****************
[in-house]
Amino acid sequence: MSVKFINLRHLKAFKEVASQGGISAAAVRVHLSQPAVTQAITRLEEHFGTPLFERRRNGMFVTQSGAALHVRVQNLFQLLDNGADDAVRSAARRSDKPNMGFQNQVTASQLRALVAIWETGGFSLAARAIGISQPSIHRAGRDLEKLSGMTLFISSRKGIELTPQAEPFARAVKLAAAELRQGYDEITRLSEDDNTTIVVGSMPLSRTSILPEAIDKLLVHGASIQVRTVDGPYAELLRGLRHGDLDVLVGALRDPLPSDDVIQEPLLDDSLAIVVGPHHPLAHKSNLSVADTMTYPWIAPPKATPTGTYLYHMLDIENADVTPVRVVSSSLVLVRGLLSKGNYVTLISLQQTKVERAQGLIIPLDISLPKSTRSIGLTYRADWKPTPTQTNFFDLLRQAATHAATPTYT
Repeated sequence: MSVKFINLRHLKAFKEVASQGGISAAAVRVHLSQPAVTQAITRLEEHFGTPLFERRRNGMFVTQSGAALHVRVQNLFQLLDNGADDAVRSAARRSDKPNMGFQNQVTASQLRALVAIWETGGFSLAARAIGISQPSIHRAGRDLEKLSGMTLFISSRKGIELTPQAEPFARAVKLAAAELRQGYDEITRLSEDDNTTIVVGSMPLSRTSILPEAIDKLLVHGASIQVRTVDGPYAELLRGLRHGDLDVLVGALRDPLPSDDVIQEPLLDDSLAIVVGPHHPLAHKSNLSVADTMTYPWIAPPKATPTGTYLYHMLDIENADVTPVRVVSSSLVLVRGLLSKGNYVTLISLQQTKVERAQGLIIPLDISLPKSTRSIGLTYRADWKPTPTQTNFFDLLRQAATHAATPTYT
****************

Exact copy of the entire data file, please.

[in-house]
Amino acid sequence: MSVKFINLRHLKAFKEVASQGGISAAAVRVHLSQPAVTQAITRLEEHFGTPLFERRRNGMFVTQSGAALHVRVQNLFQLLDNGADDAVRSAARRSDKPNMGFQNQVTASQLRALVAIWETGGFSLAARAIGISQPSIHRAGRDLEKLSGMTLFISSRKGIELTPQAEPFARAVKLAAAELRQGYDEITRLSEDDNTTIVVGSMPLSRTSILPEAIDKLLVHGASIQVRTVDGPYAELLRGLRHGDLDVLVGALRDPLPSDDVIQEPLLDDSLAIVVGPHHPLAHKSNLSVADTMTYPWIAPPKATPTGTYLYHMLDIENADVTPVRVVSSSLVLVRGLLSKGNYVTLISLQQTKVERAQGLIIPLDISLPKSTRSIGLTYRADWKPTPTQTNFFDLLRQAATHAATPTYT
Repeated sequence: MSVKFINLRHLKAFKEVASQGGISAAAVRVHLSQPAVTQAITRLEEHFGTPLFERRRNGMFVTQSGAALHVRVQNLFQLLDNGADDAVRSAARRSDKPNMGFQNQVTASQLRALVAIWETGGFSLAARAIGISQPSIHRAGRDLEKLSGMTLFISSRKGIELTPQAEPFARAVKLAAAELRQGYDEITRLSEDDNTTIVVGSMPLSRTSILPEAIDKLLVHGASIQVRTVDGPYAELLRGLRHGDLDVLVGALRDPLPSDDVIQEPLLDDSLAIVVGPHHPLAHKSNLSVADTMTYPWIAPPKATPTGTYLYHMLDIENADVTPVRVVSSSLVLVRGLLSKGNYVTLISLQQTKVERAQGLIIPLDISLPKSTRSIGLTYRADWKPTPTQTNFFDLLRQAATHAATPTYT